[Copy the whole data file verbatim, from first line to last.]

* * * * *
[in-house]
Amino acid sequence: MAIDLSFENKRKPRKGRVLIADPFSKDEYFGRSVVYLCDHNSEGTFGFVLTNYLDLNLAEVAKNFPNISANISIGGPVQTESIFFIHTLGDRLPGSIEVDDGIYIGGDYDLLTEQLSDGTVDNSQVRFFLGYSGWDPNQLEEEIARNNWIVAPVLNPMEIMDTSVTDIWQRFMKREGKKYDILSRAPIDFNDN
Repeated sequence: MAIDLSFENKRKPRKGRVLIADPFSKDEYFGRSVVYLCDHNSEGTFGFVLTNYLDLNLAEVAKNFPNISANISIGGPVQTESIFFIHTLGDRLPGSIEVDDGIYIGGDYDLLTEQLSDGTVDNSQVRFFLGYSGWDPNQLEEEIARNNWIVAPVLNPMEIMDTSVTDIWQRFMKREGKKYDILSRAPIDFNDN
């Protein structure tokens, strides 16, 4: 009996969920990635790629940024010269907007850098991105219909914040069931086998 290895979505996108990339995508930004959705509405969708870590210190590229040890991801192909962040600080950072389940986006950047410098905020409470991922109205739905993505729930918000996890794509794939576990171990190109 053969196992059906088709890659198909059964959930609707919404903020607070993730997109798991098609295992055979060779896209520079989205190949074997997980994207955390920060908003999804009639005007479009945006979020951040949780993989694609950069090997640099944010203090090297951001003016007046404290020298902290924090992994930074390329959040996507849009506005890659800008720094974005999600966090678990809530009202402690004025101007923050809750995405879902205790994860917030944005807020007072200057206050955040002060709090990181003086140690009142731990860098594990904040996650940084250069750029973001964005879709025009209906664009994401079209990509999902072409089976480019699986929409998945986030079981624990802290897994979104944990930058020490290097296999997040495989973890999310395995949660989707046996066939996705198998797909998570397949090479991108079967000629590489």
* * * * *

[in-house]
Amino acid sequence: MAIDLSFENKRKPRKGRVLIADPFSKDEYFGRSVVYLCDHNSEGTFGFVLTNYLDLNLAEVAKNFPNISANISIGGPVQTESIFFIHTLGDRLPGSIEVDDGIYIGGDYDLLTEQLSDGTVDNSQVRFFLGYSGWDPNQLEEEIARNNWIVAPVLNPMEIMDTSVTDIWQRFMKREGKKYDILSRAPIDFNDN
Repeated sequence: MAIDLSFENKRKPRKGRVLIADPFSKDEYFGRSVVYLCDHNSEGTFGFVLTNYLDLNLAEVAKNFPNISANISIGGPVQTESIFFIHTLGDRLPGSIEVDDGIYIGGDYDLLTEQLSDGTVDNSQVRFFLGYSGWDPNQLEEEIARNNWIVAPVLNPMEIMDTSVTDIWQRFMKREGKKYDILSRAPIDFNDN
């Protein structure tokens, strides 16, 4: 009996969920990635790629940024010269907007850098991105219909914040069931086998 290895979505996108990339995508930004959705509405969708870590210190590229040890991801192909962040600080950072389940986006950047410098905020409470991922109205739905993505729930918000996890794509794939576990171990190109 053969196992059906088709890659198909059964959930609707919404903020607070993730997109798991098609295992055979060779896209520079989205190949074997997980994207955390920060908003999804009639005007479009945006979020951040949780993989694609950069090997640099944010203090090297951001003016007046404290020298902290924090992994930074390329959040996507849009506005890659800008720094974005999600966090678990809530009202402690004025101007923050809750995405879902205790994860917030944005807020007072200057206050955040002060709090990181003086140690009142731990860098594990904040996650940084250069750029973001964005879709025009209906664009994401079209990509999902072409089976480019699986929409998945986030079981624990802290897994979104944990930058020490290097296999997040495989973890999310395995949660989707046996066939996705198998797909998570397949090479991108079967000629590489």